Going into the English Premier League’s winter break two weekends ago, the only interesting race was for the final spot for the 2020-21 Champions League season — and even that race was a bit ho-hum. But all of a sudden, there’s a wide-open contest for not one but two spots.
On Friday, Manchester City was banned from Champions League play for the next two seasons by UEFA, the governing body of European soccer, for violating its “financial fair play” rules. UEFA had opened an investigation in March 2019 after Der Spiegel published internal documents that appeared to show the team routing club money through its sponsors in an effort to get around financial regulations.
Manchester City has vowed to appeal the ban. But the FiveThirtyEight club soccer prediction model is acting for now as though the ban will stay in place, which opens up another Champions League slot for a Premier League team.
City had been sitting in second place for Champions League qualification behind Liverpool — which, with City’s ban, has now clinched a Champions League slot. Leicester City was already in a commanding position for one of the other available spots, at 92 percent to qualify after play on Feb. 2, and that jumped to 97 percent after this weekend’s matches. But the remaining two spots are where things get interesting.
Six teams within 5 points of one another in the Premier League table have the best odds at the last two Champions League spots: Chelsea (41 points), Tottenham Hotspur (40), Sheffield United (39), Manchester United (38), Wolverhampton Wanderers (36) and Everton (36). The FiveThirtyEight model still gives the best chance to Chelsea, which had been the front-runner for the last Champions League position going into the winter break — at 64 percent — and owns the best Soccer Power Index rating among the contenders. Even after the Blues’ loss on Monday, they still have a 68 percent chance at one of the spots. But the team that beat Chelsea on Monday — Manchester United — is now back in Champions League contention as well; the club has risen in two weeks from a 7 percent chance to qualify to 35 percent. That, though, wasn’t the biggest jump: Tottenham went from a 19 percent chance all the way to 48 percent.1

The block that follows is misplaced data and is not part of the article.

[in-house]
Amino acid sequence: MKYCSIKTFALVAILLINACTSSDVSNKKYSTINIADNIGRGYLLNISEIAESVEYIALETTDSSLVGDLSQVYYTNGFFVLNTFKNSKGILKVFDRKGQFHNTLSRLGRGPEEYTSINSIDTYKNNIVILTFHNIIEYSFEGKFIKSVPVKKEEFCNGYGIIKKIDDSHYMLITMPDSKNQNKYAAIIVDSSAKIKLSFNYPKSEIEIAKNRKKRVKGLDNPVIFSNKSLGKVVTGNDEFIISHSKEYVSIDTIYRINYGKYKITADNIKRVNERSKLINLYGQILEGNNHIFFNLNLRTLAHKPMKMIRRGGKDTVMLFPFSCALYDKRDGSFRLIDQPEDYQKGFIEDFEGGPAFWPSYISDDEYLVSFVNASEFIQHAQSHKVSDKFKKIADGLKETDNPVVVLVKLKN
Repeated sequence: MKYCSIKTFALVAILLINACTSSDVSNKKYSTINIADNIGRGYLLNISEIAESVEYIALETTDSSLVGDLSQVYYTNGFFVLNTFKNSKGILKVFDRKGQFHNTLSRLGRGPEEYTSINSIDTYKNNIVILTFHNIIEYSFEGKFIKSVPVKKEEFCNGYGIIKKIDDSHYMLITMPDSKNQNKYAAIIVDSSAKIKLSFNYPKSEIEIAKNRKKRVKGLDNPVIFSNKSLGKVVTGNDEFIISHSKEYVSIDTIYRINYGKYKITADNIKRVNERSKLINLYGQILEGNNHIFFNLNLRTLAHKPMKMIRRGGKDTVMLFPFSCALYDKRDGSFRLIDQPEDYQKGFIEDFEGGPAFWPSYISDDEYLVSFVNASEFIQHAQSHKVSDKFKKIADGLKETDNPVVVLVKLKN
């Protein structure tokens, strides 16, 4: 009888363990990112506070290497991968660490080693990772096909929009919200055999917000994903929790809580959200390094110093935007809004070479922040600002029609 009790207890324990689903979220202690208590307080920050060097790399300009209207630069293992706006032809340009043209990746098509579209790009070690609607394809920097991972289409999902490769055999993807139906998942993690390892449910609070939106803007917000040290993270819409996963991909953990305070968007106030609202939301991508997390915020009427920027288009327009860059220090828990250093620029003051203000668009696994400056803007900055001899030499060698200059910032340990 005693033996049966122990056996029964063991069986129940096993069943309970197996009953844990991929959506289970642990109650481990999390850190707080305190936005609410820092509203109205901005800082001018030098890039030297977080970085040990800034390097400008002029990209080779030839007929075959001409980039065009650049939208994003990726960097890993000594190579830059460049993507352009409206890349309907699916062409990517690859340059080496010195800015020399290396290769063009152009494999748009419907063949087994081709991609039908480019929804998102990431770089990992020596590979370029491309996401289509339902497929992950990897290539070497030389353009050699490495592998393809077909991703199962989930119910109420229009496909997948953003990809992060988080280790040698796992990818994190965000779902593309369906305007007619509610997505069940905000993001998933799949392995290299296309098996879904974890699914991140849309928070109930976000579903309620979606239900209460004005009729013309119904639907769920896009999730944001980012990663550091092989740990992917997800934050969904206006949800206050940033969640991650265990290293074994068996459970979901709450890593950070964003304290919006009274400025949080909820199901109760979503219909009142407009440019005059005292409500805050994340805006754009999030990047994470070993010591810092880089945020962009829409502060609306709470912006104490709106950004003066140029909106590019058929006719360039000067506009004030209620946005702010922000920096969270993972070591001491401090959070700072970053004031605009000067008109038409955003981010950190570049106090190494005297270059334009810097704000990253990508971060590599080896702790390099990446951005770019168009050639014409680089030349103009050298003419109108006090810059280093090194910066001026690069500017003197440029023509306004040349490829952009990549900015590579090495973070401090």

Manchester City still has paths to play in next season’s Champions League: First and foremost, the club could win its appeal in the international Court of Arbitration for Sport. But even absent a win, if the appeal is still undecided when next season starts, City could be allowed to play the 2020-21 competition.2 And the club may take the step of suing UEFA in a civil court, which could require UEFA to reinstate City during the proceedings.
So what does that legal uncertainty mean for the Premier League teams that now suddenly find themselves in contention for the Champions League? Well, for now they may want to set their sights on that third spot rather than risk the possibility of City’s Champions League hopes rising from the dead on appeal.
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